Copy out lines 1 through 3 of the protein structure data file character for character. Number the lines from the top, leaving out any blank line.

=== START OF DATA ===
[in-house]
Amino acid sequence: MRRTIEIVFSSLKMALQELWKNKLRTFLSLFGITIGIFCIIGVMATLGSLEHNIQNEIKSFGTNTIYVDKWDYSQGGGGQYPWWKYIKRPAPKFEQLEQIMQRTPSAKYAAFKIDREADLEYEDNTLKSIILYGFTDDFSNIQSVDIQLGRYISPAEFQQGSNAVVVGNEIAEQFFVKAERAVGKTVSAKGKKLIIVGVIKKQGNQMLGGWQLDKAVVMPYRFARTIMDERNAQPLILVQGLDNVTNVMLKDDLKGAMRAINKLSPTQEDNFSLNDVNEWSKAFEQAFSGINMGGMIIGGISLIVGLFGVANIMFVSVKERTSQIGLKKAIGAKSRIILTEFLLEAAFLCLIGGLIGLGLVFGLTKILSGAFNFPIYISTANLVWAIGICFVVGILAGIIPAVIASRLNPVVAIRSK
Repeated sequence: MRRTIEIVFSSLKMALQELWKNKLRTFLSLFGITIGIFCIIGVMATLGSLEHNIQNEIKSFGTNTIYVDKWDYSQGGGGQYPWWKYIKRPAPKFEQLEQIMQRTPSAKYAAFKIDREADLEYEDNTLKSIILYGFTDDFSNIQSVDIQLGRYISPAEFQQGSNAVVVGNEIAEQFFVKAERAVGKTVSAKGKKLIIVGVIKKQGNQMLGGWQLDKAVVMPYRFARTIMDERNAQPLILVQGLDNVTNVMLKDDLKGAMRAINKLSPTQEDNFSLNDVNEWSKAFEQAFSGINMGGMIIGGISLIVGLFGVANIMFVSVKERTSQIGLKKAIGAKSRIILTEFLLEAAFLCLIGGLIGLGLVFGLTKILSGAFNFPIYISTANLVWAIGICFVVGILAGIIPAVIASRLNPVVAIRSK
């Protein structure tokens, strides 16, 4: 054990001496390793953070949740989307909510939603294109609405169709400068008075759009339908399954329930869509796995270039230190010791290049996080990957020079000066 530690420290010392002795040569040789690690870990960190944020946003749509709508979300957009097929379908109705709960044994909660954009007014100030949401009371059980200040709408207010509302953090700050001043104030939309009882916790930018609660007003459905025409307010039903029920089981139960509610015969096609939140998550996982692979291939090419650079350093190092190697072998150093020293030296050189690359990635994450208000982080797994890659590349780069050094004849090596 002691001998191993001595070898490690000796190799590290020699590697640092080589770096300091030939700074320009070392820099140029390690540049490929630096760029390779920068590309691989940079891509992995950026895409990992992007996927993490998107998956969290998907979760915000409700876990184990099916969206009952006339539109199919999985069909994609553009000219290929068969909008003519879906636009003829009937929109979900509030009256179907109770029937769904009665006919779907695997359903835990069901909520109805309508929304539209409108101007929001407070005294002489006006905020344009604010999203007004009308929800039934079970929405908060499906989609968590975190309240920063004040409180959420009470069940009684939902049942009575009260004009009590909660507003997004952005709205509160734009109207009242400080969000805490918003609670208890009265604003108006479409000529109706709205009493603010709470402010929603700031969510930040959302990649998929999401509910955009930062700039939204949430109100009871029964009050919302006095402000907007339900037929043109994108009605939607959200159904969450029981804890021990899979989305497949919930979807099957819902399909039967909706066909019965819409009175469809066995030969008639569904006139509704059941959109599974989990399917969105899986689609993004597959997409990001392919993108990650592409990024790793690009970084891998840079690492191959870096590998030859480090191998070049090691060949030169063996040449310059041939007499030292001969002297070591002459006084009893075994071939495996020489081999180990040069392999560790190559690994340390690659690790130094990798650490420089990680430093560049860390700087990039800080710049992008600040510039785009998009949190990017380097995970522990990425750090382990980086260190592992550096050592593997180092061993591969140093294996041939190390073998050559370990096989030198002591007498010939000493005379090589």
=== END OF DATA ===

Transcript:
[in-house]
Amino acid sequence: MRRTIEIVFSSLKMALQELWKNKLRTFLSLFGITIGIFCIIGVMATLGSLEHNIQNEIKSFGTNTIYVDKWDYSQGGGGQYPWWKYIKRPAPKFEQLEQIMQRTPSAKYAAFKIDREADLEYEDNTLKSIILYGFTDDFSNIQSVDIQLGRYISPAEFQQGSNAVVVGNEIAEQFFVKAERAVGKTVSAKGKKLIIVGVIKKQGNQMLGGWQLDKAVVMPYRFARTIMDERNAQPLILVQGLDNVTNVMLKDDLKGAMRAINKLSPTQEDNFSLNDVNEWSKAFEQAFSGINMGGMIIGGISLIVGLFGVANIMFVSVKERTSQIGLKKAIGAKSRIILTEFLLEAAFLCLIGGLIGLGLVFGLTKILSGAFNFPIYISTANLVWAIGICFVVGILAGIIPAVIASRLNPVVAIRSK
Repeated sequence: MRRTIEIVFSSLKMALQELWKNKLRTFLSLFGITIGIFCIIGVMATLGSLEHNIQNEIKSFGTNTIYVDKWDYSQGGGGQYPWWKYIKRPAPKFEQLEQIMQRTPSAKYAAFKIDREADLEYEDNTLKSIILYGFTDDFSNIQSVDIQLGRYISPAEFQQGSNAVVVGNEIAEQFFVKAERAVGKTVSAKGKKLIIVGVIKKQGNQMLGGWQLDKAVVMPYRFARTIMDERNAQPLILVQGLDNVTNVMLKDDLKGAMRAINKLSPTQEDNFSLNDVNEWSKAFEQAFSGINMGGMIIGGISLIVGLFGVANIMFVSVKERTSQIGLKKAIGAKSRIILTEFLLEAAFLCLIGGLIGLGLVFGLTKILSGAFNFPIYISTANLVWAIGICFVVGILAGIIPAVIASRLNPVVAIRSK